Data mining has become more lucrative and more accessible with the advent of Artificial Intelligence (AI) and Machine Learning. Ever notice how after browsing online or having a conversation or a chat application like WhatsApp or Facebook Messenger, you go online afterwards, and you see Ads displaying the items you discussed?

Creepy isn’t it? Well, that is the future of Web 4.0 for you!

Staying ‘woke’

Luckily for us, there is a school of knowledgeable and security conscious programmers who are not ‘giving in’ to the way the Internet has become a centralised cesspool for marketers to harvest data from.

Social media platforms, search engine providers and mobile application providers facilitate them immensely with this.

Watch a video explaining the mechanics of DApps

The impetus behind a distributed application system is that it serves to distribute plough some of wealth garnered from your data via application providers back to you – the end user.

Imagine getting paid to surf the web for hours. The way you get paid for taking on a survey, partaking in a social experiment, donating an organ or sperm?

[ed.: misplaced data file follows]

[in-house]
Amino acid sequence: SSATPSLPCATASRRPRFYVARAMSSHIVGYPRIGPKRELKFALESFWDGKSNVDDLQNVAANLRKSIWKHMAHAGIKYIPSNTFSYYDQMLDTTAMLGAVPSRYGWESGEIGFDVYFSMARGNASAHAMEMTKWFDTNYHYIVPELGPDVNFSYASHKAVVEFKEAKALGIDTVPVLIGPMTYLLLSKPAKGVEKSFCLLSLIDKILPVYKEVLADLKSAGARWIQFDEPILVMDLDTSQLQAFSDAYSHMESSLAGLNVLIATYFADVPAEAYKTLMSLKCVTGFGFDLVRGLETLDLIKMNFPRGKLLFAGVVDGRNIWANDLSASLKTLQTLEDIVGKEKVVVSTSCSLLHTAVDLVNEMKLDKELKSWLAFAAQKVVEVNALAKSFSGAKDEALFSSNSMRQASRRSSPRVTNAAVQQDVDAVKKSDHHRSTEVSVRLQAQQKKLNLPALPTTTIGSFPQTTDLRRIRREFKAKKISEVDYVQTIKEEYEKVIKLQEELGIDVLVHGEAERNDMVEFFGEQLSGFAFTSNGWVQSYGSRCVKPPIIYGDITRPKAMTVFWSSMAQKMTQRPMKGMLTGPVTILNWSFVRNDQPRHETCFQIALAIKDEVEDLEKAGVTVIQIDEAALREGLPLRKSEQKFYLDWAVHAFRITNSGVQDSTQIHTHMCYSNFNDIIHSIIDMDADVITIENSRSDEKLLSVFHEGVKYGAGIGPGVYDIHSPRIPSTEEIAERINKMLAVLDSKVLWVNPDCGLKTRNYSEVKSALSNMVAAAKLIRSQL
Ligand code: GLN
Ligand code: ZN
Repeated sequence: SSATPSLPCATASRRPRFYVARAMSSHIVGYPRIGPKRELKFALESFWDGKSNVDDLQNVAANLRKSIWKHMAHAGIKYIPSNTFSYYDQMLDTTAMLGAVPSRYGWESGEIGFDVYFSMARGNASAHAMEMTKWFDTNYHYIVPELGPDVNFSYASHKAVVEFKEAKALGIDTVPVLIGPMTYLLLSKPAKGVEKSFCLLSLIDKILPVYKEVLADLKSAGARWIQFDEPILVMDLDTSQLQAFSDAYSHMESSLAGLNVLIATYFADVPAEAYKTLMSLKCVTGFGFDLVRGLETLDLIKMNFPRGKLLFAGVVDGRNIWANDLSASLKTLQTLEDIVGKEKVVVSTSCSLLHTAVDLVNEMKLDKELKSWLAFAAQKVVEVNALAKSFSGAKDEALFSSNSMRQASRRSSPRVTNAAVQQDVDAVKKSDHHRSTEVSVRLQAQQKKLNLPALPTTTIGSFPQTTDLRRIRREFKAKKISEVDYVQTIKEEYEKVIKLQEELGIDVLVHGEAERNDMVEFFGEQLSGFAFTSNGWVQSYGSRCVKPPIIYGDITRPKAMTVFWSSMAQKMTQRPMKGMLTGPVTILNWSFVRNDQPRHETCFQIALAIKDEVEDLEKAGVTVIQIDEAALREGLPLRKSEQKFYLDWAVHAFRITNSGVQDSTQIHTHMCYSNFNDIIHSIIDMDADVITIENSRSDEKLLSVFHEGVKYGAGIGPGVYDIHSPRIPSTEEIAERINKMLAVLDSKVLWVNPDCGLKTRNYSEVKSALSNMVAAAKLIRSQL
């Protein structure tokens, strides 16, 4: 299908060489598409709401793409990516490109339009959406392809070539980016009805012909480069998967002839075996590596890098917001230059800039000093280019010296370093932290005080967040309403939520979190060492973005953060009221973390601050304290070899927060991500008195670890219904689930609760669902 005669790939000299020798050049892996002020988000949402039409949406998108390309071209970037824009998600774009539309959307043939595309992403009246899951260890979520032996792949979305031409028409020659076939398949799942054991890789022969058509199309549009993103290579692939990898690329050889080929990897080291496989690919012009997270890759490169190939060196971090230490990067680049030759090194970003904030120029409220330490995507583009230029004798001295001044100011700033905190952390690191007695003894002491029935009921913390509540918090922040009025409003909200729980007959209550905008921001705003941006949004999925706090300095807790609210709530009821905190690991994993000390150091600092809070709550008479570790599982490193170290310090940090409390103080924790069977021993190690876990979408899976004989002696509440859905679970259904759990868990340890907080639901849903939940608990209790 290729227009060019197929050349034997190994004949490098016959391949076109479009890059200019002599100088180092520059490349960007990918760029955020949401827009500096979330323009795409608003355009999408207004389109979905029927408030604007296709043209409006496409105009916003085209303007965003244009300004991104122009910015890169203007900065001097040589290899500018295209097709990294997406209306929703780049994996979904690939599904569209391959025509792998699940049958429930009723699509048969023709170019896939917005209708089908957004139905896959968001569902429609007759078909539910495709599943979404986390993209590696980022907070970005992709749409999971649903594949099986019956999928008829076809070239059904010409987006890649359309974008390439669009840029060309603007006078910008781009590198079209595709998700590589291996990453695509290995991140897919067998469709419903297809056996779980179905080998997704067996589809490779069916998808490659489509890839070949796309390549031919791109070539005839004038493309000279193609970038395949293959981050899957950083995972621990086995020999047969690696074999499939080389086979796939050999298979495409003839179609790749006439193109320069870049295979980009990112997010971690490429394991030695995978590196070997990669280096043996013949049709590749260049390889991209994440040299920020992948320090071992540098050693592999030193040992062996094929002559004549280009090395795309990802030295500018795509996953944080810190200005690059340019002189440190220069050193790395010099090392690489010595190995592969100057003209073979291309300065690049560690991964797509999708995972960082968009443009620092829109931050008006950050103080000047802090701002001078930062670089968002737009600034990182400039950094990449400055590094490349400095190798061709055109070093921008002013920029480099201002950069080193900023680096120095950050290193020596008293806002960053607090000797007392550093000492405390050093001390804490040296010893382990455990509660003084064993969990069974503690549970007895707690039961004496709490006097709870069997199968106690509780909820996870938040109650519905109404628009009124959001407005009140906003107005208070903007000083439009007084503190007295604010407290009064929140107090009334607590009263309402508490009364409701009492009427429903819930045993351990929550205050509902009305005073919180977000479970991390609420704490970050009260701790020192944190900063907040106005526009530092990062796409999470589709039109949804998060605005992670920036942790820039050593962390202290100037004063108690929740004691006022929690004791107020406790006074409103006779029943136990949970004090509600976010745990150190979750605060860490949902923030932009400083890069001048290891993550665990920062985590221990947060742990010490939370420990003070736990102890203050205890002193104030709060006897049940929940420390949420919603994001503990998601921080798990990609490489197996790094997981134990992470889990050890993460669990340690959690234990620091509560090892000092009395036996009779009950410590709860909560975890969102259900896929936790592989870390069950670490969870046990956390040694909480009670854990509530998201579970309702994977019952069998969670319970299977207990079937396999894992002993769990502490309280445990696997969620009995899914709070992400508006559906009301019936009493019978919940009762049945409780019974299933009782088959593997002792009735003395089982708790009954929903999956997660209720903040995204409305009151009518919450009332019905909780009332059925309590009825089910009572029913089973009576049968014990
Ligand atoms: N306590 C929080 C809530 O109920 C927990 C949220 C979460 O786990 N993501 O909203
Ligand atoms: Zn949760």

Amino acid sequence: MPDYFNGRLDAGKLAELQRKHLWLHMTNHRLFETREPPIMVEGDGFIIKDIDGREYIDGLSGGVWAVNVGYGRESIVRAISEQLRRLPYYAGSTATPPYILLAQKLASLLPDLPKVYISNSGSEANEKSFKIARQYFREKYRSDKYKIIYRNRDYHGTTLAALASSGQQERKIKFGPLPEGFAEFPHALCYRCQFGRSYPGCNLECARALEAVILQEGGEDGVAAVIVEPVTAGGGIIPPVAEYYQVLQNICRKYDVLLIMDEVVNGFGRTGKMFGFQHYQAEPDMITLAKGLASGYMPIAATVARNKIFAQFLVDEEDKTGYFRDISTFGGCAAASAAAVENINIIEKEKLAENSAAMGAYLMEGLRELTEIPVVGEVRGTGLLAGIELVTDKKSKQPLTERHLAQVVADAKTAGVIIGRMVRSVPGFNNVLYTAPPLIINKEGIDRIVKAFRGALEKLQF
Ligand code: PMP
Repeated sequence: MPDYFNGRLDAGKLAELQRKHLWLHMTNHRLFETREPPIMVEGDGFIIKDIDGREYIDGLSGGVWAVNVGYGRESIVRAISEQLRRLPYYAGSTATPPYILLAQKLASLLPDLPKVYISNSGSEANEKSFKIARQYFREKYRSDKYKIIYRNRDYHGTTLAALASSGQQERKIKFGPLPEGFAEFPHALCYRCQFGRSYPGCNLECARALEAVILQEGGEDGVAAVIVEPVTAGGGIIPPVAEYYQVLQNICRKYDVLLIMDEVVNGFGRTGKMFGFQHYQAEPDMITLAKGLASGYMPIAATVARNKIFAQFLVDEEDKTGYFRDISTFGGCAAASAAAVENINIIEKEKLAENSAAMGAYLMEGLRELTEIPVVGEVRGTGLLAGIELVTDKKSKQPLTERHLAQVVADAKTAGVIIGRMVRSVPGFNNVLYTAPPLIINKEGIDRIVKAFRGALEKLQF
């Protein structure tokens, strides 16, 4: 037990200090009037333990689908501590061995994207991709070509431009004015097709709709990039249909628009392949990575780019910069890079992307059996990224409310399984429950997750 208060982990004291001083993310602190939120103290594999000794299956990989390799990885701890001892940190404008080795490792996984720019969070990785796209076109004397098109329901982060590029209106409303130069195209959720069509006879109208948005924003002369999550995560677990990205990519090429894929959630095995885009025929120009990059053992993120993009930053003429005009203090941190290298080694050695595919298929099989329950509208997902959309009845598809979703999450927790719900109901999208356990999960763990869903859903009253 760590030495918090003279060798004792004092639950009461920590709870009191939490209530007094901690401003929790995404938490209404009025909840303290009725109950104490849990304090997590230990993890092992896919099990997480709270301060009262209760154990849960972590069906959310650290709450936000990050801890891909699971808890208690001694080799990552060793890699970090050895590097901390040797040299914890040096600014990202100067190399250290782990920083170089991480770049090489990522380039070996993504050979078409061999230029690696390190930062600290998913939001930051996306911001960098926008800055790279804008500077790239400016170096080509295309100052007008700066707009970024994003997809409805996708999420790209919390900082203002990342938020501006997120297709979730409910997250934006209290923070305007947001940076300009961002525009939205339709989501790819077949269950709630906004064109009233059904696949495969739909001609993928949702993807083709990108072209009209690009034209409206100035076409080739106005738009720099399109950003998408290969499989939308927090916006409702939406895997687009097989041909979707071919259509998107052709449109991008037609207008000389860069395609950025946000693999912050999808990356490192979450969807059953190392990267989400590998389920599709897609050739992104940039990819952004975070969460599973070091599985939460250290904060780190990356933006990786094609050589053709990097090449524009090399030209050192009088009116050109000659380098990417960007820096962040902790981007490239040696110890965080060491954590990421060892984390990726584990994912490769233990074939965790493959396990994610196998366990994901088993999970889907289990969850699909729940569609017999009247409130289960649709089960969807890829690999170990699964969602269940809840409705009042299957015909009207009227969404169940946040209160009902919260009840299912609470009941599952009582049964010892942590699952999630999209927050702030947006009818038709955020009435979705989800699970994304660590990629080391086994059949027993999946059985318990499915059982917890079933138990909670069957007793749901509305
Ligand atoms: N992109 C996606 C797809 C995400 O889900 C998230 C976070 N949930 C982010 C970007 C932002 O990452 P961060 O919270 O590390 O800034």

This is the way distributed apps are touted to work: by rewarding you for the use of specific applications (in a peer-to-peer review like setting) with cashable tokens. Seems only fair right?

Now you can imagine how companies like Cambridge Analytica would react to having to pay you for their use of your data. There will be reluctance and resistance but if they could pay companies like Facebook for the use of data, why not pay us directly?

Early adoption

Joining the DApps revolution is a no-brainer. Companies at the forefront of building and supporting DApps will end up getting a more substantial chunk of the market.

DApps will primarily provide you with the use of payment (remuneration) systems. These are specifically known as Smart Contracts and Proof or Work systems.

There are currently also web-browsers (built as DApps on blockchain platforms such as Ethereum or EOS) that will reward you for merely using their DApps.

For instance, you are rewarded in cashable tokens to surf the net over applications like Google Chrome, Opera, Microsoft Edge or Mozilla Firefox.

It is therefore, only a matter of time that this form of Internet-browsing and use of applications becomes the norm.